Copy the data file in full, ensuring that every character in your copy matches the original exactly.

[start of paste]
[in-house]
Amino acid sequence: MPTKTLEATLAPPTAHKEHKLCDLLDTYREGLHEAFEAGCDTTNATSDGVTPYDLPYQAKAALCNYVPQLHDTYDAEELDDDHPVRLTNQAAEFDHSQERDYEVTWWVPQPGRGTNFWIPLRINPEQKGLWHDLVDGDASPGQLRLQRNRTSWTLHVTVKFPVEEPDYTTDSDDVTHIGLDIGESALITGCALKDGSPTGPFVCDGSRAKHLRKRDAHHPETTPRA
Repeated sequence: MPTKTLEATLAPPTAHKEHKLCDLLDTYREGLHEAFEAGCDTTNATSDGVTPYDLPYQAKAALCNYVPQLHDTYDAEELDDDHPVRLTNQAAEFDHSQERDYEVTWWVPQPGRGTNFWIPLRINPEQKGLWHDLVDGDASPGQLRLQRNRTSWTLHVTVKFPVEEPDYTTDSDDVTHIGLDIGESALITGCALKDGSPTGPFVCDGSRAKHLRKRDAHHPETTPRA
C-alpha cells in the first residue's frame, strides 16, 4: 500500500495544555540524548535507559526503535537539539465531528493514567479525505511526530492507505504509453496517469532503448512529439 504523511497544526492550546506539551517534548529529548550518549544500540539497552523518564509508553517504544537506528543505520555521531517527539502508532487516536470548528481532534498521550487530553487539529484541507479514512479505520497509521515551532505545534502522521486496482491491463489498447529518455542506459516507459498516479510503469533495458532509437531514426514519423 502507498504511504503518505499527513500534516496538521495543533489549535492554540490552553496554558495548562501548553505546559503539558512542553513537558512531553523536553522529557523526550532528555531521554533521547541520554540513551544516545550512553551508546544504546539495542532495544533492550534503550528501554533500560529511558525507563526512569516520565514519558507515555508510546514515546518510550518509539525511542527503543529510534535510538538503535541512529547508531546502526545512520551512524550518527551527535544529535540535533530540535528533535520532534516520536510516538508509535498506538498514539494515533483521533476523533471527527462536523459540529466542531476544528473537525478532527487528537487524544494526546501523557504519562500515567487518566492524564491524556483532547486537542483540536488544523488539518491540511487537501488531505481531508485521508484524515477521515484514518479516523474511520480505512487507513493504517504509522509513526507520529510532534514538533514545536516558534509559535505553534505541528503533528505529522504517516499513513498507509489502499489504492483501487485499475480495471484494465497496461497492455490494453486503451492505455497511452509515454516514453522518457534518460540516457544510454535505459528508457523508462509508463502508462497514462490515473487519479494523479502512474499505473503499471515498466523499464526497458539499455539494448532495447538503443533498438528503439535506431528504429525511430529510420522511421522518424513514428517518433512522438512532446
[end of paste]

[in-house]
Amino acid sequence: MPTKTLEATLAPPTAHKEHKLCDLLDTYREGLHEAFEAGCDTTNATSDGVTPYDLPYQAKAALCNYVPQLHDTYDAEELDDDHPVRLTNQAAEFDHSQERDYEVTWWVPQPGRGTNFWIPLRINPEQKGLWHDLVDGDASPGQLRLQRNRTSWTLHVTVKFPVEEPDYTTDSDDVTHIGLDIGESALITGCALKDGSPTGPFVCDGSRAKHLRKRDAHHPETTPRA
Repeated sequence: MPTKTLEATLAPPTAHKEHKLCDLLDTYREGLHEAFEAGCDTTNATSDGVTPYDLPYQAKAALCNYVPQLHDTYDAEELDDDHPVRLTNQAAEFDHSQERDYEVTWWVPQPGRGTNFWIPLRINPEQKGLWHDLVDGDASPGQLRLQRNRTSWTLHVTVKFPVEEPDYTTDSDDVTHIGLDIGESALITGCALKDGSPTGPFVCDGSRAKHLRKRDAHHPETTPRA
C-alpha cells in the first residue's frame, strides 16, 4: 500500500495544555540524548535507559526503535537539539465531528493514567479525505511526530492507505504509453496517469532503448512529439 504523511497544526492550546506539551517534548529529548550518549544500540539497552523518564509508553517504544537506528543505520555521531517527539502508532487516536470548528481532534498521550487530553487539529484541507479514512479505520497509521515551532505545534502522521486496482491491463489498447529518455542506459516507459498516479510503469533495458532509437531514426514519423 502507498504511504503518505499527513500534516496538521495543533489549535492554540490552553496554558495548562501548553505546559503539558512542553513537558512531553523536553522529557523526550532528555531521554533521547541520554540513551544516545550512553551508546544504546539495542532495544533492550534503550528501554533500560529511558525507563526512569516520565514519558507515555508510546514515546518510550518509539525511542527503543529510534535510538538503535541512529547508531546502526545512520551512524550518527551527535544529535540535533530540535528533535520532534516520536510516538508509535498506538498514539494515533483521533476523533471527527462536523459540529466542531476544528473537525478532527487528537487524544494526546501523557504519562500515567487518566492524564491524556483532547486537542483540536488544523488539518491540511487537501488531505481531508485521508484524515477521515484514518479516523474511520480505512487507513493504517504509522509513526507520529510532534514538533514545536516558534509559535505553534505541528503533528505529522504517516499513513498507509489502499489504492483501487485499475480495471484494465497496461497492455490494453486503451492505455497511452509515454516514453522518457534518460540516457544510454535505459528508457523508462509508463502508462497514462490515473487519479494523479502512474499505473503499471515498466523499464526497458539499455539494448532495447538503443533498438528503439535506431528504429525511430529510420522511421522518424513514428517518433512522438512532446